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United States v. Hansen

United States District Court, Eighth Circuit

July 31, 2013

UNITED STATES OF AMERICA, Plaintiff,
v.
RYAN GENE HANSEN, Defendant.

ORDER REGARDING MAGISTRATE’S REPORT AND RECOMMENDATION CONCERNING DEFENDANT’S MOTION TO SUPPRESS

MARK W. BENNETT U.S. DISTRICT COURT JUDGE

TABLE OF CONTENTS

I. INTRODUCTION AND BACKGROUND .............................................. 2

A. Procedural Background ........................................................... 2
B. Factual Background ............................................................... 4

II. LEGAL ANALYSIS ........................................................................ 7

A. Standard Of Review ................................................................ 7
B. Objections To Report And Recommendation ................................ 12
1. Was Deputy Radmaker’s noncompliance with Iowa law deliberate and intentional? ............................................. 12
2. Does Leon’s Good Faith Exception Apply? ......................... 15

III. CONCLUSION ............................................................................ 16

I. INTRODUCTION AND BACKGROUND

A. Procedural Background

On March 27, 2013, an Indictment was returned against defendant Ryan Gene Hansen, charging him with conspiracy to distribute 500 grams or more of a substance or mixture containing methamphetamine which contained 50 grams or more of pure methamphetamine, in violation of 21 U.S.C. §§ 841(a)(1), 841(b)(1)(A) and 846, and possessing with intent to distribute a substance or mixture containing methamphetamine which contained 5 grams or more of pure methamphetamine, in violation of 21 U.S.C. §§ 841(a)(1) and 841(b)(1)(B). Defendant Hansen filed a motion to suppress in which he seeks to suppress evidence seized as a result of the placement of a Global-Positioning-System (“GPS”) tracking device on his automobile, evidence found during a search of his automobile on March 16, 2013, and any statements he made to law enforcement officers on that date. Hansen contends that the installation of the GPS devices was unlawful because it occurred after the expiration of the initial warrant authorizing that installation. Second, he argues that both the warrant authorizing installation of the GPS device on his automobile and the warrant extending the deployment of the GPS device were unlawful because the law enforcement officer applying for the warrants was not authorized to do so under Iowa law. Third, Hansen argues that, under Iowa law, the warrants could not authorize the gathering of information outside of Kossuth County, the county where they were issued. Fourth, he contends that the warrants were invalid because they were not supported by probable cause. Finally, Hansen argues that the Leon good-faith exception to the exclusionary rule, see United States v. Leon, 468 U.S. 897 (1984), should not apply because law enforcement officers could not have acted in good faith reliance on the warrants.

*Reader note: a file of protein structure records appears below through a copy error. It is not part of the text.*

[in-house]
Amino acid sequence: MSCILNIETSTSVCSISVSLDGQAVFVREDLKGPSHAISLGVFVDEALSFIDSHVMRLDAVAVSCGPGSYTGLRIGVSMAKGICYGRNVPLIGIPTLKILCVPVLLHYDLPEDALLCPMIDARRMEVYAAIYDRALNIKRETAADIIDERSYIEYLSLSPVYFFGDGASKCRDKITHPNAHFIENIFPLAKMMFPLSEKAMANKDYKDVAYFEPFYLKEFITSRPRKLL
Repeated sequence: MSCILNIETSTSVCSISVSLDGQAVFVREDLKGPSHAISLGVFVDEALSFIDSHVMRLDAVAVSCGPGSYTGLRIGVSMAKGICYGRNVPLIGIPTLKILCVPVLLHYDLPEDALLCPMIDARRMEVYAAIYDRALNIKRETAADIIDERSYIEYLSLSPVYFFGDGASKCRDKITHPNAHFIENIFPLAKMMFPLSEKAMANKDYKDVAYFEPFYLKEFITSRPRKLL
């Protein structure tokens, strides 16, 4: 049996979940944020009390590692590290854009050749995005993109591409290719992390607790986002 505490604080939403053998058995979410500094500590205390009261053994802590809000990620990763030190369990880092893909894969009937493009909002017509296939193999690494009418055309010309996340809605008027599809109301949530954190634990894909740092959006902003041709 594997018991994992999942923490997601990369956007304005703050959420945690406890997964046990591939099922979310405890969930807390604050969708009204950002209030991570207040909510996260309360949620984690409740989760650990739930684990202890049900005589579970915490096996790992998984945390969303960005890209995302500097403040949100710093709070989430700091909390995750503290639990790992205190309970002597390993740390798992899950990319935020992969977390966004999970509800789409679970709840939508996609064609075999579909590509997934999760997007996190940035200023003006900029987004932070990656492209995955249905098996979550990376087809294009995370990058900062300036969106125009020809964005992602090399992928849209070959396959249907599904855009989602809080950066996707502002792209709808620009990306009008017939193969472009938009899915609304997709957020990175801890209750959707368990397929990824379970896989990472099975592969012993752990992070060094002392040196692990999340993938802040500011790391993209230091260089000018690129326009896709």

The prosecution filed a timely resistance to Hansen’s motion. Hansen’s motion to suppress was referred to United States Magistrate Judge Leonard T. Strand, pursuant to 28 U.S.C. § 636(b). On June 5, 2013, Judge Strand conducted an evidentiary hearing and subsequently filed a Report and Recommendation in which he recommends that Hansen’s motion to suppress be denied. In his Report and Recommendation, Judge Strand concluded that the initial warrant, authorizing installation of the GPS device on Hansen’s automobile, was executed within ten days of its issuance and therefore was not void at the time of its execution. Judge Strand also found that, under Iowa law, once a GPS device is installed by a law enforcement officer, it may be monitored regardless of whether the target vehicle leaves the county of issuance or the state of Iowa. Judge Strand further concluded that the deputy who applied for both the warrant authorizing installation of the GPS device on Hansen’s automobile and the warrant extending the deployment of the GPS device was unauthorized to do so under Iowa law. As a result, Judge Strand found that both warrant applications were made, and both warrants were issued, in violation of Iowa law. However, Judge Strand further determined that the deputy’s failure to comply with state law did not result in prejudice and was not intentional and deliberate. Thus, Judge Strand determined that the procedural violation of Iowa law did not trigger the exclusionary rule and that the validity of the warrants was governed by Fourth Amendment standards. Applying those standards, Judge Strand found that probable cause supported issuance of the GPS warrants. Alternatively, Judge Strand concluded that if the GPS warrant applications were not supported by probable cause, the Leon good-faith exception to the exclusionary rule applies because the law enforcement officer obtaining the warrants acted in reasonable reliance on the state magistrate's determination of probable cause for issuance of the warrants. Therefore, Judge Strand recommended that Hansen’s motion to suppress be denied.

Defendant Hansen has filed objections to Judge Strand’s Report and Recommendation. The prosecution filed a timely response to Hansen’s objections. I, therefore, undertake the necessary review of Judge Strand’s ...


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